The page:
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Changpeng “CZ” Zhao, the billionaire founder of the world’s largest cryptocurrency exchange, Binance, has stepped down as CEO and pleaded guilty to money laundering charges as part of $4.3 billion settlement with the U.S. Department of Justice, Attorney General Merrick Garland announced Tuesday.
Zhao will be personally required to pay $50 million as part of the fines.
“The message here should be clear: Using new technology to break the law does not make you a disruptor, it makes you a criminal,” Garland said at a press conference.
Prosecutors said that Binance enabled the financing of terrorist and militant groups like Hamas, the Palestinian Islamic Jihad, ISIS, and Al Qaeda through its exchange.
“Binance prioritized its profits over the safety of the American people,” Garland said.
The development comes months after the Securities and Exchange Commission (SEC) filed charges against the crypto giant for artificially inflating its trade volume on its U.S. platform. The company also faces allegations of offering U.S. citizens crypto derivatives, such as futures or options contracts, without registering as a futures commodity merchant. Kraken, another trading firm, was sued by the SEC on Monday for similar alleged violations.
Zhao is based in Dubai, which means he is unlikely to face prison time as the United Arab Emirates does not have an extradition agreement with the U.S.
The settlement suggests that “Binance might just come through this alive,” Jeff John Roberts writes for Fortune. Earlier leaks from the Justice Department suggested that officials were pursuing more dire consequences, but may have been stymied by bureaucratic mismanagement. Prosecutors likely ended up viewing the case as a “sprawling mess that the agency just wants to be done with,” Roberts writes. Another reason the DOJ may have not sought more severe penalties against Binance is because it has helped law enforcement crack down on terrorist activity across the world. While Binance executives knew customers were funneling money to groups like Hamas and others targeted by U.S. sanctions, the company has also helped Israeli police shut these accounts down. Zhao still has “a few cards to play of his own,” Roberts predicts, and simply “trying to nail the company to the wall” would leave authorities struggling to “figure who owns millions of Binance wallets.”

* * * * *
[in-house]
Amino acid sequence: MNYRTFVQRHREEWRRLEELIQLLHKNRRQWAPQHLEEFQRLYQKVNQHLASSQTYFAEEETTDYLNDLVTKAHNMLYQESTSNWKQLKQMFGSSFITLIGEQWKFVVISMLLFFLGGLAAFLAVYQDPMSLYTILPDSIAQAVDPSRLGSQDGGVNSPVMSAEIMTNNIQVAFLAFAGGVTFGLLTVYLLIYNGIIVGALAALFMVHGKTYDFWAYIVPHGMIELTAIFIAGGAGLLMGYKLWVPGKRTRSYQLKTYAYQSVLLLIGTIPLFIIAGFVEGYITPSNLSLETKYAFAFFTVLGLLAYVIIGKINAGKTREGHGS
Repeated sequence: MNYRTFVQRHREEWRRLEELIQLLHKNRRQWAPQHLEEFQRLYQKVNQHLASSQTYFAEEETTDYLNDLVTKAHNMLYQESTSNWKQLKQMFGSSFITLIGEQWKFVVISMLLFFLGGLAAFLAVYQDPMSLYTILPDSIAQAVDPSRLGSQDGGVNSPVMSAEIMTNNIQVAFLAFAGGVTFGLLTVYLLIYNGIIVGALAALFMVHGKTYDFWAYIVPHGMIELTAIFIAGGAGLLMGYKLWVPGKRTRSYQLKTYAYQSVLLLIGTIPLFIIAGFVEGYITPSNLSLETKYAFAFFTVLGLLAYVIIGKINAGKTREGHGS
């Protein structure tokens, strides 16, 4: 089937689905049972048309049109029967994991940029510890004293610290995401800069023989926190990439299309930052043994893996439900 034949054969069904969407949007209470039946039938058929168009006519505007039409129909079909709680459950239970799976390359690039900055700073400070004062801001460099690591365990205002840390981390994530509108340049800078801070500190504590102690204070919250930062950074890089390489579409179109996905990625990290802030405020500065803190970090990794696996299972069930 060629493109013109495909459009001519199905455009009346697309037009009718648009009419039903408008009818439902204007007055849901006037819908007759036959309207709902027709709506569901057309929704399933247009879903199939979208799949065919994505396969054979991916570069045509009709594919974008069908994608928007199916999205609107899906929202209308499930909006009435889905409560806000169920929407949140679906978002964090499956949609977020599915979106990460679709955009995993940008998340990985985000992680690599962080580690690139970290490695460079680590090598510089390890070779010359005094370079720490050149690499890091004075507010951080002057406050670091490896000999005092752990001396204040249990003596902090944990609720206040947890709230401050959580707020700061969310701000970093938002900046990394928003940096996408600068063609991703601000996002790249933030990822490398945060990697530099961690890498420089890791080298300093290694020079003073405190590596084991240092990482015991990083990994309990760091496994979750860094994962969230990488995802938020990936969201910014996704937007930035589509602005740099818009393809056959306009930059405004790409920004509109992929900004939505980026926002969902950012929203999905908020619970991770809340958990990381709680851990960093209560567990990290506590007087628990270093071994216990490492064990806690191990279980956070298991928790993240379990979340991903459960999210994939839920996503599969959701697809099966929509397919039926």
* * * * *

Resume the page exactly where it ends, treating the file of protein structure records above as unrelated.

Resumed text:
Any attempt to fully shut down Binance in the U.S. will “accelerate Binance’s transition to a fully decentralized structure,” one blockchain executive told Forbes. Despite its legal troubles, Binance has remained one of the most important financial backbones of the 21st century, the executive says, trading, on average, more than $65 billion per day: more than the Hong Kong Stock Exchange’s record for this year. But the SEC’s recent actions signal that the U.S. is less likely to become a hub for crypto trading, and crypto firms are migrating to places like Hong Kong and the United Arab Emirates where governments are “pursuing innovation in regulation,” a crypto compliance expert said.
The fall of a crypto legend like Zhao ”might be an ultra-bullish development for crypto,” writes Mister Crypto, an influential cryptocurrency trading account on X. While hailing Zhao as “the single person who has contributed the most to significant market adoption,” Mister Crypto writes that as an evolving market, crypto needs more regulation and traders “need to adhere to another set of rules.” Given the need for increasing regulation, “being found guilty of money laundering crimes is not something that can coexist in crypto,” the blogger writes. Zhao’s downfall and exit from Binance might just be the final crackdown needed before “the path for crypto opens to new heights.”